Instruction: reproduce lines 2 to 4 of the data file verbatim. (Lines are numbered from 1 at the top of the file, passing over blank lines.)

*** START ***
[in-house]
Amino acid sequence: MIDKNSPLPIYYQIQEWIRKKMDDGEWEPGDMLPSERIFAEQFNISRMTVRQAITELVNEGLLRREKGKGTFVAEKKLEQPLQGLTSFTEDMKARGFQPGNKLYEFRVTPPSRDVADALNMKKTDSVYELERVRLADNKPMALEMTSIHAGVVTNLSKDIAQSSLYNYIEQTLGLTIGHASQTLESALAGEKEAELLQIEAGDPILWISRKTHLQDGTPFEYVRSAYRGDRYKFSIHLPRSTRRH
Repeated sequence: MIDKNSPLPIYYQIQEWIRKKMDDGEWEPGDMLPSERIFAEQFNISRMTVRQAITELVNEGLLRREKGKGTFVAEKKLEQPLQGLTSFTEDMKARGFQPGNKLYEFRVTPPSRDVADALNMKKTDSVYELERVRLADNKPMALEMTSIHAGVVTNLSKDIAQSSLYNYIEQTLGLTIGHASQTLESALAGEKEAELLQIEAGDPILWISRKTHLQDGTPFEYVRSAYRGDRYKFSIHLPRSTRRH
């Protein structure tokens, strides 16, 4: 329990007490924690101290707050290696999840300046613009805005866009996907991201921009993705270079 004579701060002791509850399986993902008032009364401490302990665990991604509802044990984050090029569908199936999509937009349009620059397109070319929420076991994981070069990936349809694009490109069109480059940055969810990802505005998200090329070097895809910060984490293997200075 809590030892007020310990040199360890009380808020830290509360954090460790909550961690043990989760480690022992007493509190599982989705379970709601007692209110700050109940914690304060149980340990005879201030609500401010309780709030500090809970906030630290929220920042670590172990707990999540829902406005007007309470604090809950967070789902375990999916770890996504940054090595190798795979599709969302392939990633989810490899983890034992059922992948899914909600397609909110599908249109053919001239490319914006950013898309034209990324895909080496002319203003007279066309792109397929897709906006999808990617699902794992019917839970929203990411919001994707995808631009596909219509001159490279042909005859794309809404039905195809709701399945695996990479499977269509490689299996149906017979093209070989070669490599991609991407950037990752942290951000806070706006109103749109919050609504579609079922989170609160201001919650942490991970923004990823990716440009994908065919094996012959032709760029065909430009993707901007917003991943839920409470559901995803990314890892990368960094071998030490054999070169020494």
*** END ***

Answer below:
Amino acid sequence: MIDKNSPLPIYYQIQEWIRKKMDDGEWEPGDMLPSERIFAEQFNISRMTVRQAITELVNEGLLRREKGKGTFVAEKKLEQPLQGLTSFTEDMKARGFQPGNKLYEFRVTPPSRDVADALNMKKTDSVYELERVRLADNKPMALEMTSIHAGVVTNLSKDIAQSSLYNYIEQTLGLTIGHASQTLESALAGEKEAELLQIEAGDPILWISRKTHLQDGTPFEYVRSAYRGDRYKFSIHLPRSTRRH
Repeated sequence: MIDKNSPLPIYYQIQEWIRKKMDDGEWEPGDMLPSERIFAEQFNISRMTVRQAITELVNEGLLRREKGKGTFVAEKKLEQPLQGLTSFTEDMKARGFQPGNKLYEFRVTPPSRDVADALNMKKTDSVYELERVRLADNKPMALEMTSIHAGVVTNLSKDIAQSSLYNYIEQTLGLTIGHASQTLESALAGEKEAELLQIEAGDPILWISRKTHLQDGTPFEYVRSAYRGDRYKFSIHLPRSTRRH
């Protein structure tokens, strides 16, 4: 329990007490924690101290707050290696999840300046613009805005866009996907991201921009993705270079 004579701060002791509850399986993902008032009364401490302990665990991604509802044990984050090029569908199936999509937009349009620059397109070319929420076991994981070069990936349809694009490109069109480059940055969810990802505005998200090329070097895809910060984490293997200075 809590030892007020310990040199360890009380808020830290509360954090460790909550961690043990989760480690022992007493509190599982989705379970709601007692209110700050109940914690304060149980340990005879201030609500401010309780709030500090809970906030630290929220920042670590172990707990999540829902406005007007309470604090809950967070789902375990999916770890996504940054090595190798795979599709969302392939990633989810490899983890034992059922992948899914909600397609909110599908249109053919001239490319914006950013898309034209990324895909080496002319203003007279066309792109397929897709906006999808990617699902794992019917839970929203990411919001994707995808631009596909219509001159490279042909005859794309809404039905195809709701399945695996990479499977269509490689299996149906017979093209070989070669490599991609991407950037990752942290951000806070706006109103749109919050609504579609079922989170609160201001919650942490991970923004990823990716440009994908065919094996012959032709760029065909430009993707901007917003991943839920409470559901995803990314890892990368960094071998030490054999070169020494």